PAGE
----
Many enterprises now find themselves under such immense competitive pressure to add features to their computing plant that traditional approaches to product development might not produce better results than the old approach when IT projects were treated as projects, not products.
Rapidly evolving requirements seem to break both the one-off project approach and the bureaucratic software product lifecycle. In this new world, development, testing, and migration all begin to blur together as a single continuous activity.
In the old software development model, there were meetings to discuss the market requirements, and then more meetings to discuss and negotiate the product requirements that would eventually appear in the next release. Finally, the actual development of new features could take years.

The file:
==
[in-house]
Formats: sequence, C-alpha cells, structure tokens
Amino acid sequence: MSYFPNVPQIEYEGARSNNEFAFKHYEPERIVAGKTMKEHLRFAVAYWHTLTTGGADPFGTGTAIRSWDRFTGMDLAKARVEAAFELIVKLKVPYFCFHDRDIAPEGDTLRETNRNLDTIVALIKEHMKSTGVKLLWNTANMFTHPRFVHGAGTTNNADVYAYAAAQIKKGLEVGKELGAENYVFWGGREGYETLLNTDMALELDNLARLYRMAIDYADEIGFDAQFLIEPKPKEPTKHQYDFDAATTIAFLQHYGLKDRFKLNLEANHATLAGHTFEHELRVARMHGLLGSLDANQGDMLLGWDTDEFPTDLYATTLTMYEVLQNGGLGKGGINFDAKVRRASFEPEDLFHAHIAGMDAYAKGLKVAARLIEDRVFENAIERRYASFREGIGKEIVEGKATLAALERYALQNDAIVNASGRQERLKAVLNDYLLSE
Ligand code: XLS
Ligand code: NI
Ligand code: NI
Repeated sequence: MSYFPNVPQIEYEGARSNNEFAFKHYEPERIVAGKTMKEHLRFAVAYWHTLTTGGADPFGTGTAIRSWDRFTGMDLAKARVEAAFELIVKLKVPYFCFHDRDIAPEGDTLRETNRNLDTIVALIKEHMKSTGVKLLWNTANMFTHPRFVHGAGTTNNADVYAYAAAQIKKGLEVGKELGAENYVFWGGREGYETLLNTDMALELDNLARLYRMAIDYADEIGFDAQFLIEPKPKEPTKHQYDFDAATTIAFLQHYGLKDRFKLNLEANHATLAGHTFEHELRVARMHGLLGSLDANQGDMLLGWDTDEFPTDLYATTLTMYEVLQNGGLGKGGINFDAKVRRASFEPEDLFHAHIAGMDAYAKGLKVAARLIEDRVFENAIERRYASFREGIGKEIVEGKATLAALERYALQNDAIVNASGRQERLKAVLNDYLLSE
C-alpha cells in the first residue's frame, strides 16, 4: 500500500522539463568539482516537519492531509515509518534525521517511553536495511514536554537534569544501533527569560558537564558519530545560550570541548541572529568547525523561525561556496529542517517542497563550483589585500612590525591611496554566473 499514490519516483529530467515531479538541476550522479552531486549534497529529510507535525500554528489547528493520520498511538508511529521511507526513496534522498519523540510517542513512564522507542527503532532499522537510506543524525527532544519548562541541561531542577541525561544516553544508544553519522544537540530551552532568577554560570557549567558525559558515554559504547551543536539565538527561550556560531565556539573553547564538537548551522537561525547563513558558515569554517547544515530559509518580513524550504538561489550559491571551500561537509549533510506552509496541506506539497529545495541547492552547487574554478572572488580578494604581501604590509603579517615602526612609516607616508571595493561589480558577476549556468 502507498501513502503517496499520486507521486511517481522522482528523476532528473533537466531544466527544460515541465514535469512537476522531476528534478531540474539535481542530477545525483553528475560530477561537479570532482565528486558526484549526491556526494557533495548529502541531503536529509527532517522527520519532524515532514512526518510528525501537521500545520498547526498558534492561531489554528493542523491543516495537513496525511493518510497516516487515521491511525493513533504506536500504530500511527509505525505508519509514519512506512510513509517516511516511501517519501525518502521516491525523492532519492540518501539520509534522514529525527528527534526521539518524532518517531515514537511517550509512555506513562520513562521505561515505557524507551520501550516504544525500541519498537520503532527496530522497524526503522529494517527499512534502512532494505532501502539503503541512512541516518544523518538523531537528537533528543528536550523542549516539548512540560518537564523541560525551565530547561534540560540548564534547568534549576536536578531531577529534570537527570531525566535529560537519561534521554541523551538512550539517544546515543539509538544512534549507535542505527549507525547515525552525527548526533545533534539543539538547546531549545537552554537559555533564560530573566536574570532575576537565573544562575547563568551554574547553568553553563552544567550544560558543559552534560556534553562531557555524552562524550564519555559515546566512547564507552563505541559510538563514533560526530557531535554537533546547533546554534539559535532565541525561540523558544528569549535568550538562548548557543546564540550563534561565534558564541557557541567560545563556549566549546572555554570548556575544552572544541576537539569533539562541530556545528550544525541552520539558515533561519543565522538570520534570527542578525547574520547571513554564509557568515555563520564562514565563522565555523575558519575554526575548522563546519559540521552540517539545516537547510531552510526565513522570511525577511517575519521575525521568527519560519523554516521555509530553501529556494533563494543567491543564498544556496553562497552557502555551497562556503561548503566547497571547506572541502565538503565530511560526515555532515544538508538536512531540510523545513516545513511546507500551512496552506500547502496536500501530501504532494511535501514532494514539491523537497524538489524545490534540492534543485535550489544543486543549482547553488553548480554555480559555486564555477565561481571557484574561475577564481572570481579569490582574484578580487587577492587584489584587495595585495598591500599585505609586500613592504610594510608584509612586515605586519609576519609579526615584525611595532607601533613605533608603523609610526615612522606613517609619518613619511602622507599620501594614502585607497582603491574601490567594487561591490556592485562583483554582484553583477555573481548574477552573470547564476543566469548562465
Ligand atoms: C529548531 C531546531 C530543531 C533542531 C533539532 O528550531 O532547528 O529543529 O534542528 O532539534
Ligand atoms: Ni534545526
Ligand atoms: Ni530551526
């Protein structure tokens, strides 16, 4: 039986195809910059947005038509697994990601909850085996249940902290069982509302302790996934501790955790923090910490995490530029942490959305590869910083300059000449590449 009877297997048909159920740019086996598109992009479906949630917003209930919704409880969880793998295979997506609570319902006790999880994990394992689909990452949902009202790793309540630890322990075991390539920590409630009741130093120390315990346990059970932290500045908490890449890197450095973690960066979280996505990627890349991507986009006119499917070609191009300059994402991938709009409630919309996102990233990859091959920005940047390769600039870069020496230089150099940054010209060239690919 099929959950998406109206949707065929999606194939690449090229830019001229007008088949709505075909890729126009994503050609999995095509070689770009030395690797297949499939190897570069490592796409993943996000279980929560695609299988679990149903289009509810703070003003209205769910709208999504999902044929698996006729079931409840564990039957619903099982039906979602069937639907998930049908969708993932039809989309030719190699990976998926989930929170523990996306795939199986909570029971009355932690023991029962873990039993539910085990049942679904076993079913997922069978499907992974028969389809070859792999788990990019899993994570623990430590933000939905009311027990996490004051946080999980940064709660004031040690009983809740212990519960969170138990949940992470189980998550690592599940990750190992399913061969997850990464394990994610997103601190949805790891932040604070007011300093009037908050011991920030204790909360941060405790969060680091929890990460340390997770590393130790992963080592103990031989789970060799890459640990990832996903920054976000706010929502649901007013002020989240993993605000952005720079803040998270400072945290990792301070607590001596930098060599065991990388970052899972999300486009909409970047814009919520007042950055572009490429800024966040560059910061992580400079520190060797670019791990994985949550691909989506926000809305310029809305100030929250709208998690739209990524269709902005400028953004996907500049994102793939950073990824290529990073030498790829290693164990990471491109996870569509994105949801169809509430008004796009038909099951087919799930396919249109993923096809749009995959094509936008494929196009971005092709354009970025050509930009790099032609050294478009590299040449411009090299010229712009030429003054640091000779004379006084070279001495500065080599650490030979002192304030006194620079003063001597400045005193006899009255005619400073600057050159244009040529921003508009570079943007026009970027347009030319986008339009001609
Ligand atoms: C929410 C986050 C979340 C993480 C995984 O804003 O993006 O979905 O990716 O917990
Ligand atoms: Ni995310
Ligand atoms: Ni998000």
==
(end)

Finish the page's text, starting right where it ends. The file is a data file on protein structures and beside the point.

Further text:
By the time the features appeared using the old method, competitors using the new approach would have released several versions that were more capable and less stable in the short run, but more capable and stable far faster than with the old model.
A long product development cycle can result in an expensive, late, or uncompetitive product. It also can lead to company failure. The traditional process is simply not responsive enough for big data.
Because adding features quickly can destabilize any software system, achieving equilibrium between innovation and stability is important. To shift to a higher rate of release and still provide features that are stable, many organizations that work at massive scale develop their products using an approach called perpetual prototyping (PP), which blurs together the formerly discrete steps of prototyping, development, testing, and release into a continuous loop. The features are created and delivered so quickly that the released product (or big data platform) is a highly functional prototype.